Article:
The recent legislation on charging for plastic bags and film coverage from the BBC’s Blue Planet series & Gardeners World has once again brought the issue of plastic pollution once again onto the social agenda. We can’t just brush it under the carpet, or flush it out to sea. So what are the alternatives to the traditional black plastic plant pot? How likely is it that we can reverse this devastating trend for plastic?

    What are the alternatives to black plastic plant pots?

    As a garden designer, I all too frequently encounter a sea of black plastic plant pots. Nearly every single plant that I can source here in the UK is dispatched in some form of black plastic container, no matter what size the plants. There is no alternative offered at this point, to reject this as the plant container would be the kiss of death to my work. Given the fact most plants are sourced from a number of nurseries there would be no easy secure way to transport them to the client site, alive that is.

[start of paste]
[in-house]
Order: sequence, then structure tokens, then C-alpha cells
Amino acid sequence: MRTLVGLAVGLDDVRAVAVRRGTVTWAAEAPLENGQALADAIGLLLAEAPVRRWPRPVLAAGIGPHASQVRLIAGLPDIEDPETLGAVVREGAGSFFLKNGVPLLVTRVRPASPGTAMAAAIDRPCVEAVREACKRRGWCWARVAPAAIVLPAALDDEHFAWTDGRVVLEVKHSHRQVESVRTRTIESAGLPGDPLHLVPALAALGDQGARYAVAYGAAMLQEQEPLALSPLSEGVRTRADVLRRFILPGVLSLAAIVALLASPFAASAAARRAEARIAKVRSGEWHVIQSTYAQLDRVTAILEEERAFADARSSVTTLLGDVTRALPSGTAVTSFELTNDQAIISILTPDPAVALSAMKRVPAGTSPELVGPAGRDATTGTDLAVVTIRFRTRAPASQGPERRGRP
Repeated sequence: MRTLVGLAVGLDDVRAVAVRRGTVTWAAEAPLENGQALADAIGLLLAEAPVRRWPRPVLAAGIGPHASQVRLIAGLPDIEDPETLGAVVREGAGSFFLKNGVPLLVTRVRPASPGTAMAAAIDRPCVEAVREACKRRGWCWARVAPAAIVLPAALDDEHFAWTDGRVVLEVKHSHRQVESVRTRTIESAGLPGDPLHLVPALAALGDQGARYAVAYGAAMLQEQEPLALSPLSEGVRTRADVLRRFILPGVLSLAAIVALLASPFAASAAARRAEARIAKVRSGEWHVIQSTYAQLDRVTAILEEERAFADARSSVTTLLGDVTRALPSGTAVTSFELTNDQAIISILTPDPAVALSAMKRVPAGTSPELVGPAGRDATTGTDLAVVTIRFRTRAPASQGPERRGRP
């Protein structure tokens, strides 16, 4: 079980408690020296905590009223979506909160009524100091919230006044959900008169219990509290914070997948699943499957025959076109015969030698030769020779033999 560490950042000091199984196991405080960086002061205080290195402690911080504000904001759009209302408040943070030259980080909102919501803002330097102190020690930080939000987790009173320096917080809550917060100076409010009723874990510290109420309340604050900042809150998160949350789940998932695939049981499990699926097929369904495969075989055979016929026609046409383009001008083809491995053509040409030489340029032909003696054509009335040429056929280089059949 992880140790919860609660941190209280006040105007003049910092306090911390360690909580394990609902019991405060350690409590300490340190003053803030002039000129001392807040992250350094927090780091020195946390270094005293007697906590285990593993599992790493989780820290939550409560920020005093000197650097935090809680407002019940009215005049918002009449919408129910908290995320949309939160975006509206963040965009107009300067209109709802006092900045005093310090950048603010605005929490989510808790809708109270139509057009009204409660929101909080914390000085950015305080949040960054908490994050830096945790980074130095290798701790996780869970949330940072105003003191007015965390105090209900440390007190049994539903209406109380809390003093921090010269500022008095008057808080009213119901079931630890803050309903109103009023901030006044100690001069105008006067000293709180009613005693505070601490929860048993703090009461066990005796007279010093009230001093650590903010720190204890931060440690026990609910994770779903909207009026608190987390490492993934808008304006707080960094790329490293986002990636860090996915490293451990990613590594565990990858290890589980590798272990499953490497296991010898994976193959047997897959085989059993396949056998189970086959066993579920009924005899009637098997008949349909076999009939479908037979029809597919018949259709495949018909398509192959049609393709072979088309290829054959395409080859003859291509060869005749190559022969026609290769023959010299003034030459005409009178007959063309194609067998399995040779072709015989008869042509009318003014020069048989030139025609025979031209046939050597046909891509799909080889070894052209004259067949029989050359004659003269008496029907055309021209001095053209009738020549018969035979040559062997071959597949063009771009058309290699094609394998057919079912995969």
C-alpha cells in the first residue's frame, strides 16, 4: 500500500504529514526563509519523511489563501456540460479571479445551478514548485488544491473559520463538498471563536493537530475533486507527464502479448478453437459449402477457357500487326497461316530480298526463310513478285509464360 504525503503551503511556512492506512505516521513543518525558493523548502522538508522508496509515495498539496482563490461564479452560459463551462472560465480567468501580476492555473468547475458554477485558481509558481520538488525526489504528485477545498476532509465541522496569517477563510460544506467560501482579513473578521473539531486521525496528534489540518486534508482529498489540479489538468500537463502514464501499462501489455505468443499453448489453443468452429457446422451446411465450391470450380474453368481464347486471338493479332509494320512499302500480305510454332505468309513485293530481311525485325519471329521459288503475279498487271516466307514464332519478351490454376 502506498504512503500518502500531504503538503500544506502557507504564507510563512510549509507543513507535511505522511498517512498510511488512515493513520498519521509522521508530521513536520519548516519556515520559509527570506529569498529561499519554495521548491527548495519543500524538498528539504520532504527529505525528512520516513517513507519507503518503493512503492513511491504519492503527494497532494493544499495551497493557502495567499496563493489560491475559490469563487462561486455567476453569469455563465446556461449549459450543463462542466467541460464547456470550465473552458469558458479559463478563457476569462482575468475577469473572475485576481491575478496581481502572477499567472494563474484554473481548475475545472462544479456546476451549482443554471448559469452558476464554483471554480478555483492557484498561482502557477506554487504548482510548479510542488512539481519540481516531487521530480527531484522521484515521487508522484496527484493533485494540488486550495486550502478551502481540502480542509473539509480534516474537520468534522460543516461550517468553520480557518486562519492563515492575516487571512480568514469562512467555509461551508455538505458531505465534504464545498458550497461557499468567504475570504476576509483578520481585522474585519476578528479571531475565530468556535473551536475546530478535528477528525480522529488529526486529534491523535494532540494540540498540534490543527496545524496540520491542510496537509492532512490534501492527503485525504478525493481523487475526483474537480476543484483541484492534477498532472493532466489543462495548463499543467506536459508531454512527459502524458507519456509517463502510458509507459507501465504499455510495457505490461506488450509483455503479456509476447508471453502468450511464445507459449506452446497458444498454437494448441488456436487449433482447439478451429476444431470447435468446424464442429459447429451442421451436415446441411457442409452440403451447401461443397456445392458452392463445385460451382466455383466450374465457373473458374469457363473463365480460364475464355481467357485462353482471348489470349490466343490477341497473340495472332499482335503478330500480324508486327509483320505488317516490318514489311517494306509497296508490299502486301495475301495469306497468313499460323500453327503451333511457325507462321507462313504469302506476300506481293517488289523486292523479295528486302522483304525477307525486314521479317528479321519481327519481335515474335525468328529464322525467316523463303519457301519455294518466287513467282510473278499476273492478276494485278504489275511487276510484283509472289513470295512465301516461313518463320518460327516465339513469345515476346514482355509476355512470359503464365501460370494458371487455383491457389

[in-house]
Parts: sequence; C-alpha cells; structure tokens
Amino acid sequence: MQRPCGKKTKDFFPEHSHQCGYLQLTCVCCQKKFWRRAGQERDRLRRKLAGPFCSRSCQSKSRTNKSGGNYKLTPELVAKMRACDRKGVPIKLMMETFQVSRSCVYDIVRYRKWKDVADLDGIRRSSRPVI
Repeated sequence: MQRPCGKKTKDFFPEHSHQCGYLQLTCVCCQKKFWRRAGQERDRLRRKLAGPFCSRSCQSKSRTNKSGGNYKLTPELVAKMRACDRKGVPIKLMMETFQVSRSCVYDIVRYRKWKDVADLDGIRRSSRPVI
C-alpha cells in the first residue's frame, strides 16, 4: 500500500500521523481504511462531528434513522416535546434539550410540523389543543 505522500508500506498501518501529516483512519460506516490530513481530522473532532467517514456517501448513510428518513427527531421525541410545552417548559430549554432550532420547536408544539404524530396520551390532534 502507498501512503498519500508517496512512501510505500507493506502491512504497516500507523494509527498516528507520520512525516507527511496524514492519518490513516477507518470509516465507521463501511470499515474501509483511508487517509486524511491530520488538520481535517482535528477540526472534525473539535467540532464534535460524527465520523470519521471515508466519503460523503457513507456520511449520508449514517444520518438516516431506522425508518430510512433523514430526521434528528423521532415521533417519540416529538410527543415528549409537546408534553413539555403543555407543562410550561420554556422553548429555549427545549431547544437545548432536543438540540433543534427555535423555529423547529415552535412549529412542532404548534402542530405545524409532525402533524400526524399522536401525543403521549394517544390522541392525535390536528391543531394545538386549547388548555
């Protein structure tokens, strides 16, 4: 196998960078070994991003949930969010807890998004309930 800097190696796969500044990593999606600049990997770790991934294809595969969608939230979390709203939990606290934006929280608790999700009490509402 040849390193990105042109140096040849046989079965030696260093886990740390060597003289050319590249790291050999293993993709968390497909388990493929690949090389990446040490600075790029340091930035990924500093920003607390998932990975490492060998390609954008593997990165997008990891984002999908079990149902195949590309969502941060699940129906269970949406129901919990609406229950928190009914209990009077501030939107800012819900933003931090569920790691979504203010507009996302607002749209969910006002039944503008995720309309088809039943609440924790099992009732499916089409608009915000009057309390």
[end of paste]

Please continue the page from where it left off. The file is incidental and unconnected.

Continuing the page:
The issue is not necessarily the fact they are plastic but seems to be the colour of the plant pots. The black plastic carbon pigment used in black plastic cannot be easily detected by most recycling centres. It is then ejected from the conveyor belt and treated like general waste, shredded and ending up in a landfill.

    A sea of my own black plastic from only one garden design

    Taupe Plant Pots by Aeroplas

    One manufacturer has started to create Taupe coloured plant pots, these beige pots are being touted as the progressive step away from black plastic. These light buff coloured pots are able to be selected with the infrared sorting process which identifies the carbon-free polypropylene from the conveyor to be recycled with other plastics. The manufacturer has committed to creating 700,000 of these in 2019 which a number of garden centres and supply chains are going to start to use.